The Na’vi are very much in tune with the nature of Pandora and as you surely know already, Sully comes to like them once he gets close enough. One of them, Neytiri (Zoe Saldana) he likes a little extra. It basically escalates to a point where Sully sides with the Na’vi and their natural ways against the evil humans and their greedy ways, resulting in a climax where a military force consisting of advanced spacecraft and mech suits gets trounced by blue jungle people with arrows and sticks. Is the message clear enough yet? You’re supposed to root for the faction that likes trees, guys (no pun intended).

avatardedEssentially, we get all the story beats of Pocahontas, Atlantis, The Last Samurai, Dances with Wolves and Ferngully accompanied by flying scenes that looked better in How to Train Your Dragon. As all these things transpire, Cameron attempts to distract the viewer with an epical and exuberant alien world (which in itself looks somewhat derivative of the old Valérian and Laureline comics with its levitating mountains), brought to us entirely by the art of CGI. And sure enough, Pandora often does look amazing. The problem is this: we don’t care, especially not to the extent that we’re dying to see the same thing in four movies more.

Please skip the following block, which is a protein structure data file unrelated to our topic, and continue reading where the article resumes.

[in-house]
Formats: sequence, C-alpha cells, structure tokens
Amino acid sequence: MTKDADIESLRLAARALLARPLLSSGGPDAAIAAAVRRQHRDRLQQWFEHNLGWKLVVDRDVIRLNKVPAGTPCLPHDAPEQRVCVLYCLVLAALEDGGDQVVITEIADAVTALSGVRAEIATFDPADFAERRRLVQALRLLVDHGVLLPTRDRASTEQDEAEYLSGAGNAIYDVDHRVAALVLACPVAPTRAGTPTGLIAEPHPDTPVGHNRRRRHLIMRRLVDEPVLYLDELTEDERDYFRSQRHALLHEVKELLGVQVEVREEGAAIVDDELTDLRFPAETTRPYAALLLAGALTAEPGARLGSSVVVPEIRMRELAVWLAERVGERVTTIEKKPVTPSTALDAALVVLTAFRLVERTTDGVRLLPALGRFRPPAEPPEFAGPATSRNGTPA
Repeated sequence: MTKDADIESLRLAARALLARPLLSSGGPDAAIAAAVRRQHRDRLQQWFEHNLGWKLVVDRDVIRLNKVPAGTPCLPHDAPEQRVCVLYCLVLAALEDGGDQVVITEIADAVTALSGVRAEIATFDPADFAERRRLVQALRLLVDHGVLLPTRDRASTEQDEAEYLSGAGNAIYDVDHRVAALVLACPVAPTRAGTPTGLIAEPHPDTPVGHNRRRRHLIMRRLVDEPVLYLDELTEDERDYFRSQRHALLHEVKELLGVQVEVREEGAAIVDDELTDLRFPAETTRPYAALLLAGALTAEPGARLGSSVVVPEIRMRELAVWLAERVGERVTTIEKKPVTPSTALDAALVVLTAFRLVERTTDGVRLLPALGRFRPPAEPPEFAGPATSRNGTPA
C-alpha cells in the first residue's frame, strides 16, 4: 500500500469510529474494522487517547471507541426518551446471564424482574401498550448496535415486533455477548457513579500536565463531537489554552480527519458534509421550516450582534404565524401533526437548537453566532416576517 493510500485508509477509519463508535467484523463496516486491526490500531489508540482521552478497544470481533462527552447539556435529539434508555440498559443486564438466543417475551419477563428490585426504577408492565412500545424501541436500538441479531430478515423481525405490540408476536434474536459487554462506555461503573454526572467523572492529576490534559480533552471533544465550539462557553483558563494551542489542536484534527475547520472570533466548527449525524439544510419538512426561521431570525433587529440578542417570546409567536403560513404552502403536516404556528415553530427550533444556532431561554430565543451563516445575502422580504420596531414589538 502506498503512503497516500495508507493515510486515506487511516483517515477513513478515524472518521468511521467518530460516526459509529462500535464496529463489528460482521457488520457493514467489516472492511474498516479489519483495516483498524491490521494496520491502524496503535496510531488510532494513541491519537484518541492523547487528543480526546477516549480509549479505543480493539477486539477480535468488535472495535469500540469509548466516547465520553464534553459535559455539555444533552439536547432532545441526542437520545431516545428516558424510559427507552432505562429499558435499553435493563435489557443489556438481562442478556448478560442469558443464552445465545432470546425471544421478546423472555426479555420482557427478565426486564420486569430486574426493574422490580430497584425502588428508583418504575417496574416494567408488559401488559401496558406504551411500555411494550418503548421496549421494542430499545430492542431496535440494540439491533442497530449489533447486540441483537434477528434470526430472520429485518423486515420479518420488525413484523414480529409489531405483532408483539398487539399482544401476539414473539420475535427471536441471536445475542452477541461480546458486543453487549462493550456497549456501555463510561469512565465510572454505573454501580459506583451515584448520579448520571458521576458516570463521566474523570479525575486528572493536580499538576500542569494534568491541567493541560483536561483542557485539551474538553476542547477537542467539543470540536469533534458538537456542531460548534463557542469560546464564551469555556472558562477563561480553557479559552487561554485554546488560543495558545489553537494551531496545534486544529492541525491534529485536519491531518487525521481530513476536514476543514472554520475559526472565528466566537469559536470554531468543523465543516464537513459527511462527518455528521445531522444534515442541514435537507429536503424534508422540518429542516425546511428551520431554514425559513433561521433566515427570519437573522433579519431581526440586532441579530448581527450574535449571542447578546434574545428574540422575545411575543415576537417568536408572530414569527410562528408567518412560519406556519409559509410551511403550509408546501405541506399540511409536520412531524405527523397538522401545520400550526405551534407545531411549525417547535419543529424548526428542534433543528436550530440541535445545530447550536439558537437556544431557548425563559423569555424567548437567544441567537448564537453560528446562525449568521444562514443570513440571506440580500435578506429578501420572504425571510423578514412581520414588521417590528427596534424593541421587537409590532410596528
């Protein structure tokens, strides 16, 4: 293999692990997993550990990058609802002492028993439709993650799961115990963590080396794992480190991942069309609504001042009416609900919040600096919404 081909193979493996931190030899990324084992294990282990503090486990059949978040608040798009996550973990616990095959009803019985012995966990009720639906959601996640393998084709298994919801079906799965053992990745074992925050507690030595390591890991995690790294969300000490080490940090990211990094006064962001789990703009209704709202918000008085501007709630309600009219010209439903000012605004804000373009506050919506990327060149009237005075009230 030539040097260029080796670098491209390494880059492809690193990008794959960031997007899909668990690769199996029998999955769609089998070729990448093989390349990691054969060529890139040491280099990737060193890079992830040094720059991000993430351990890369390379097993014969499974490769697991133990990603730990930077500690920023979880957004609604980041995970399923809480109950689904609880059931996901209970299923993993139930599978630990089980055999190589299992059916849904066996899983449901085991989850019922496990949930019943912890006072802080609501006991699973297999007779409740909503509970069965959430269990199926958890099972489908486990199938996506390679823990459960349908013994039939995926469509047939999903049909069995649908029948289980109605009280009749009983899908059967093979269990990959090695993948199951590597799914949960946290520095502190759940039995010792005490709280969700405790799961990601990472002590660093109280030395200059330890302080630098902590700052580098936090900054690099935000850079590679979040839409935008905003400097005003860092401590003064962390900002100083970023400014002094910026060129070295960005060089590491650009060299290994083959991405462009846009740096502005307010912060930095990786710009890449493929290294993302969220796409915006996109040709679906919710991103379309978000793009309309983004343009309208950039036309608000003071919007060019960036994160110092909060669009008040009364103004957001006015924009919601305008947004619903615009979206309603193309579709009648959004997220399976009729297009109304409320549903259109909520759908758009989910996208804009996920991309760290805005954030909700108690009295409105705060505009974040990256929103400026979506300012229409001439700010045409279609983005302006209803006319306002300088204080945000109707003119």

Keep in mind, I’m not saying this just because I happen to think practical filmmaking typically makes for more engaging behind-the-scenes documentaries than digital (one of a million reasons The Abyss is a superior James Cameron film). It’s also because the film is so self-indulgent about its technical achievements and so gimmicky that the visual effects become its main star. It was probably like that for a long time too, explaining why the film’s actual characters and plot feel like an afterthought, carelessly copy-pasted from the script of Dances with the Last Pocalantis or what-have-you. The entire point of the film was to show Sam Worthington turn into someone else via the latest leap in technology by having him play a character that turns into someone else via the latest leap in technology; it’s literally a movie that’s only about its own effects!